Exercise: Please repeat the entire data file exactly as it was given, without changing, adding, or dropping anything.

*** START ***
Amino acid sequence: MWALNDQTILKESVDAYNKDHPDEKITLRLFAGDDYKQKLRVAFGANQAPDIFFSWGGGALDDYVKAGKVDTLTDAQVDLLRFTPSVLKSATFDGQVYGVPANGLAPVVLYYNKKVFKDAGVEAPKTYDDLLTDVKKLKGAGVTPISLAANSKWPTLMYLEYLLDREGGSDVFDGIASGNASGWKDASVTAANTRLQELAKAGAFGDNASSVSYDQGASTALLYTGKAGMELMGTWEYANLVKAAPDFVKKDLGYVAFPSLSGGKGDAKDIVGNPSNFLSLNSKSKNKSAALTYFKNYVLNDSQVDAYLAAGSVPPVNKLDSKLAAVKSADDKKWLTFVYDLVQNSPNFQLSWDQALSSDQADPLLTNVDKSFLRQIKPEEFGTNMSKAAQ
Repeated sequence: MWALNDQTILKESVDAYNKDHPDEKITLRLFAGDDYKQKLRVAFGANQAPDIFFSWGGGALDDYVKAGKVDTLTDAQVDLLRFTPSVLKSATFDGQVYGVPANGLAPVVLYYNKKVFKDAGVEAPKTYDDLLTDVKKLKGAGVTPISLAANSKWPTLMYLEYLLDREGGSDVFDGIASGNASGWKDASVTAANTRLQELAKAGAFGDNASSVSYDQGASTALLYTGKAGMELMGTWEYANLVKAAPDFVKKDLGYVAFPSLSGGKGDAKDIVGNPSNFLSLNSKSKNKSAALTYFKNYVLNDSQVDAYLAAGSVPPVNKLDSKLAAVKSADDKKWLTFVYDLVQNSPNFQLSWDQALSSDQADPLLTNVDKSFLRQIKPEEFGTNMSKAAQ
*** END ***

Amino acid sequence: MWALNDQTILKESVDAYNKDHPDEKITLRLFAGDDYKQKLRVAFGANQAPDIFFSWGGGALDDYVKAGKVDTLTDAQVDLLRFTPSVLKSATFDGQVYGVPANGLAPVVLYYNKKVFKDAGVEAPKTYDDLLTDVKKLKGAGVTPISLAANSKWPTLMYLEYLLDREGGSDVFDGIASGNASGWKDASVTAANTRLQELAKAGAFGDNASSVSYDQGASTALLYTGKAGMELMGTWEYANLVKAAPDFVKKDLGYVAFPSLSGGKGDAKDIVGNPSNFLSLNSKSKNKSAALTYFKNYVLNDSQVDAYLAAGSVPPVNKLDSKLAAVKSADDKKWLTFVYDLVQNSPNFQLSWDQALSSDQADPLLTNVDKSFLRQIKPEEFGTNMSKAAQ
Repeated sequence: MWALNDQTILKESVDAYNKDHPDEKITLRLFAGDDYKQKLRVAFGANQAPDIFFSWGGGALDDYVKAGKVDTLTDAQVDLLRFTPSVLKSATFDGQVYGVPANGLAPVVLYYNKKVFKDAGVEAPKTYDDLLTDVKKLKGAGVTPISLAANSKWPTLMYLEYLLDREGGSDVFDGIASGNASGWKDASVTAANTRLQELAKAGAFGDNASSVSYDQGASTALLYTGKAGMELMGTWEYANLVKAAPDFVKKDLGYVAFPSLSGGKGDAKDIVGNPSNFLSLNSKSKNKSAALTYFKNYVLNDSQVDAYLAAGSVPPVNKLDSKLAAVKSADDKKWLTFVYDLVQNSPNFQLSWDQALSSDQADPLLTNVDKSFLRQIKPEEFGTNMSKAAQ